“Studying before the violence was difficult enough with the discrimination we faced, but now, it is non-existent,” he says. “I had the grades to study medicine but I cannot. I’m not allowed to go to university.”

Despite the difficulties Xavi — like many of his compatriots — does not want to leave Myanmar.

“I want to stay and help my people. I want to raise the level of education and situation here,” he says.

He says he thinks 98 percent of Rohingya are uneducated, not through any fault of their own, but because circumstances mean they have no opportunities to pursue academic studies.

“We need to educate ourselves. No one is going to help us, not the Rakhine, not the government and not the international community,” he says defiantly. “We do not have the luxury of being afraid anymore, we must speak out.”

Xavi still has his certificate with the grades he achieved before the violence started. Articulate and well-spoken in English, he has not given up on his dream of going to university, no matter how distant or unachievable it may seem. As far as he is concerned, he has the grades and that should be all that he needs.

But in reality, grades are not enough on their own — Xavi is not the only one. Another young man pulled AA’s reporter aside in a market, keen to talk about education. “I want to tell the world that we are suffering, but we don’t need anything, we just need an education. I want to go to university,” he says.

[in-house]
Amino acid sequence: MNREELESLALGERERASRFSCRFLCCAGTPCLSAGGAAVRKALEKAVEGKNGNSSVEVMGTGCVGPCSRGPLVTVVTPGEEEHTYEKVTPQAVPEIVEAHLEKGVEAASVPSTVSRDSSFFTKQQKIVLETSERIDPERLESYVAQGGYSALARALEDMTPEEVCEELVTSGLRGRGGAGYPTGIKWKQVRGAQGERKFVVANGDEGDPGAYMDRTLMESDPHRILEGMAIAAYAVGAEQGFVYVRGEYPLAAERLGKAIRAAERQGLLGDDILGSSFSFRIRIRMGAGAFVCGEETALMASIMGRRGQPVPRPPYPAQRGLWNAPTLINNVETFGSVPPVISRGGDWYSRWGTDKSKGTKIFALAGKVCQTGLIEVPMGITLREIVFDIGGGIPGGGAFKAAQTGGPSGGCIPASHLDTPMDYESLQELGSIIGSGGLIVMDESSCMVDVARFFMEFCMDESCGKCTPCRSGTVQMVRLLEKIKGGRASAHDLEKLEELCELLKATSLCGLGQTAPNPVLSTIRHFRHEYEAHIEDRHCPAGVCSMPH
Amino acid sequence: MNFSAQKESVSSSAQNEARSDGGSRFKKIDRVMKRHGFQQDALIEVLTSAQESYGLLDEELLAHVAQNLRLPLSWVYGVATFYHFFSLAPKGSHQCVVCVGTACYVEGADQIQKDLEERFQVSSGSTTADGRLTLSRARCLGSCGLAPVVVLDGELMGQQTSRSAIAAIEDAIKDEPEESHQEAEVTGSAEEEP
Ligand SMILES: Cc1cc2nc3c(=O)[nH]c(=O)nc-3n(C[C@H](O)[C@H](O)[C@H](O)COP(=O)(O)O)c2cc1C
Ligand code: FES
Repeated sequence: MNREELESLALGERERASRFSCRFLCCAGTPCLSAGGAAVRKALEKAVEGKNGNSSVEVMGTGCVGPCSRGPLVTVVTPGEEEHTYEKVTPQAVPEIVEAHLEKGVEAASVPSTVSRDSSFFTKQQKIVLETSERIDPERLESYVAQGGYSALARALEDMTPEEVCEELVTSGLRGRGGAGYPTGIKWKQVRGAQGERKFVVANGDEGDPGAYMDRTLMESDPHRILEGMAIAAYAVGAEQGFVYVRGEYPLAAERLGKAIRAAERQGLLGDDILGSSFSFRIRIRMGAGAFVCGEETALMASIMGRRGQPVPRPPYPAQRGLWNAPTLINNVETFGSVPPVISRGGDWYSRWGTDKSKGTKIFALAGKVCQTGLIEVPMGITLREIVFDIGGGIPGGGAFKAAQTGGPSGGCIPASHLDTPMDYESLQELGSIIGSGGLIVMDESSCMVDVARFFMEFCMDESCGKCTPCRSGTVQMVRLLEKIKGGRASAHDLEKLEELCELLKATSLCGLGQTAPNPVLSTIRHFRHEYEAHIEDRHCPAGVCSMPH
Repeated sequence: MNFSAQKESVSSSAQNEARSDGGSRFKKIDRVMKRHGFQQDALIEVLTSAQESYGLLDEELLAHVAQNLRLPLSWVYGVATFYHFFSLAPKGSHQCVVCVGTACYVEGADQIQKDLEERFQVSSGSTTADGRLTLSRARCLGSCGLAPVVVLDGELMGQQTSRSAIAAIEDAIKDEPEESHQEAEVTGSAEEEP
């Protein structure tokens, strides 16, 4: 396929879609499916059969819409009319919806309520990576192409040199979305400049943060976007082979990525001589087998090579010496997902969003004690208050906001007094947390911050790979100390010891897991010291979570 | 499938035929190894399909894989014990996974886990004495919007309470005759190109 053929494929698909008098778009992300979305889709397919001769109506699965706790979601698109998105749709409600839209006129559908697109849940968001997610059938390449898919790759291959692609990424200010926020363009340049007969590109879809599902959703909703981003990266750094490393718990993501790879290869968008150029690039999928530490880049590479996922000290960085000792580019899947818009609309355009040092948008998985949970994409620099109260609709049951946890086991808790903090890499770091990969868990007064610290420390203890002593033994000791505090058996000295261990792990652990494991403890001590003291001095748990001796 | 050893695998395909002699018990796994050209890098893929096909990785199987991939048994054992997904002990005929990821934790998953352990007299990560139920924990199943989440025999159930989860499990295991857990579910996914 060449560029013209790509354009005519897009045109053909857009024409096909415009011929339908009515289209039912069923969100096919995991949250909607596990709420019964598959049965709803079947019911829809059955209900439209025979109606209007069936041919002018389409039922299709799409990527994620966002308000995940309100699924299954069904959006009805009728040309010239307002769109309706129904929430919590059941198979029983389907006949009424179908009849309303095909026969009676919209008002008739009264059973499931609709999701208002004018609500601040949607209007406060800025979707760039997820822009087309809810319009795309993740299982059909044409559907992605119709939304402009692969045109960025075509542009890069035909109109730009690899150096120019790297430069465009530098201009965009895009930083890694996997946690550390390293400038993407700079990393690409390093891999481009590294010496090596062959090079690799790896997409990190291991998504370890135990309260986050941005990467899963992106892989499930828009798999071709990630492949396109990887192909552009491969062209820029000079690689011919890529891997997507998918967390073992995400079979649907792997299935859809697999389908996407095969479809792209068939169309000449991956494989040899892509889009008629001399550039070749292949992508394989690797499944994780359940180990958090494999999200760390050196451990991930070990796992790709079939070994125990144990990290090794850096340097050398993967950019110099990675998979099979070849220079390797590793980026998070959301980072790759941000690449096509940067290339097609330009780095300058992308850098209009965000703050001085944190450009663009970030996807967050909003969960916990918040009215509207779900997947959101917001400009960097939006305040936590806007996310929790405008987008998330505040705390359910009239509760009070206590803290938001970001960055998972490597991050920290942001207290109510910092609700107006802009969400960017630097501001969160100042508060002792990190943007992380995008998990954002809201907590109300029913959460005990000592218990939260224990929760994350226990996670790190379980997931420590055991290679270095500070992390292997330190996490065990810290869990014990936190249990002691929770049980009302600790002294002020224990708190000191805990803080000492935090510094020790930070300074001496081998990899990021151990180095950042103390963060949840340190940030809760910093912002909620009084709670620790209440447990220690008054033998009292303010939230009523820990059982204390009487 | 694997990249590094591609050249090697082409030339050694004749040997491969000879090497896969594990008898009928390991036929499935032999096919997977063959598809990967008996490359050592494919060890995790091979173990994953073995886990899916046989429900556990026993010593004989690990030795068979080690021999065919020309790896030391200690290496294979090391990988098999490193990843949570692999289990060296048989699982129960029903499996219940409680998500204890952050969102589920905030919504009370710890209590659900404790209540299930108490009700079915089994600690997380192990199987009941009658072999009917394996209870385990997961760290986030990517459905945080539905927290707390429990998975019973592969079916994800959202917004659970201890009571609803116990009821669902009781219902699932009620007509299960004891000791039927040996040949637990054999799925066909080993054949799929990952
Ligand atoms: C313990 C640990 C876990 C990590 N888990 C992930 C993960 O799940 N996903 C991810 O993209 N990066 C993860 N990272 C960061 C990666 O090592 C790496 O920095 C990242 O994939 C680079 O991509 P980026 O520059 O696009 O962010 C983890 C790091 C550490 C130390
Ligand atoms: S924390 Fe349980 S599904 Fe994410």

Visibly upset, he bit his lip to hold back his emotions. With those few sentences he walked off. There are similar stories throughout the camps of young men and women trying to gain an education. They teach others and try to raise the consciousness of their people, but too often they themselves are targeted by the authorities.

The schools in the Rohingya areas are limited and cannot teach children until the age of eight or nine. Instead, many children are forced to work.

Five-year-old Abdullah sits on the beach with his father, picking fish out of a net. He started work when he was four-years-old.

“If they don’t work, we don’t eat,” says one father.

Read the original article published in Anadolu Agency on 26 February 2014

16-year old Rohingya Muslim girl allegedly raped by Myanmar police

A 16-year-old Rohingya Muslim girl has told AA that she was gang raped by police and a group of Rakhine villagers.

16-year old Rohingya Muslim girl allegedly raped by Myanmar police


A 16-year-old Rohingya Muslim girl has told Anadolu Agency that she was gang raped by police and local Rakhine villagers following an alleged massacre in Du Chee Yar Tan village, Rakhine state, Myanmar.

According to AA sources, at least 50 people were killed last month when a group of local Buddhists, backed by police, rampaged through the village killing the elderly, women and children. Following the violence, the western side of the village tract was set on fire; sources allege that the police were involved in this incident.

The girl, who has asked AA to protect her anonymity out of fear of the Myanmar authorities, said that the police and Rakhine villagers started the fire in the west of the village. She claims that after some Rohingya villagers tried putting out the flames the police fired on them, forcing them to flee into the fields. She was running away with her mother and aunt when the police grabbed her and placed her under arrest. However, she was not taken to a police station.